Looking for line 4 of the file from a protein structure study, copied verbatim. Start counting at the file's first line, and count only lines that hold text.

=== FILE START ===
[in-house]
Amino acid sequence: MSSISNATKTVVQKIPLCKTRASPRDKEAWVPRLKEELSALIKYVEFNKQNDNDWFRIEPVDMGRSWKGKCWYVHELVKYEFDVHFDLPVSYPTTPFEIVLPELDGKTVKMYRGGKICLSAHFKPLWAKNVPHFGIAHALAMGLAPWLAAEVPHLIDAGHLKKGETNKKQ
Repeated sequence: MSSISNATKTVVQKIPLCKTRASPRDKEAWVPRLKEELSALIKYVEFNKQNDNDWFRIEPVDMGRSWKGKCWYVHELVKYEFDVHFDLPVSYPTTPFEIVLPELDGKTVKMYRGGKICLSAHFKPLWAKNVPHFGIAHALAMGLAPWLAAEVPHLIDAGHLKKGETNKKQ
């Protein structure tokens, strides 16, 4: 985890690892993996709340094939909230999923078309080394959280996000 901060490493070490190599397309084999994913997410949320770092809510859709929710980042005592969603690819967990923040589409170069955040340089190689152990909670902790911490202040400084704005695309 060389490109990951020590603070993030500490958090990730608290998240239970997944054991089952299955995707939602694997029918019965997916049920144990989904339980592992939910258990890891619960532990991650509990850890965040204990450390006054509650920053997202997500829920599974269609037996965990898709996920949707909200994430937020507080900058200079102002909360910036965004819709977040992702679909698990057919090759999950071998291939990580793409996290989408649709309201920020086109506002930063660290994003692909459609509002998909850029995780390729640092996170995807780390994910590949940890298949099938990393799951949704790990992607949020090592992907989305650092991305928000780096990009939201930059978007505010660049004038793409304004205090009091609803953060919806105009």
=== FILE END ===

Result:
């Protein structure tokens, strides 16, 4: 985890690892993996709340094939909230999923078309080394959280996000 901060490493070490190599397309084999994913997410949320770092809510859709929710980042005592969603690819967990923040589409170069955040340089190689152990909670902790911490202040400084704005695309 060389490109990951020590603070993030500490958090990730608290998240239970997944054991089952299955995707939602694997029918019965997916049920144990989904339980592992939910258990890891619960532990991650509990850890965040204990450390006054509650920053997202997500829920599974269609037996965990898709996920949707909200994430937020507080900058200079102002909360910036965004819709977040992702679909698990057919090759999950071998291939990580793409996290989408649709309201920020086109506002930063660290994003692909459609509002998909850029995780390729640092996170995807780390994910590949940890298949099938990393799951949704790990992607949020090592992907989305650092991305928000780096990009939201930059978007505010660049004038793409304004205090009091609803953060919806105009």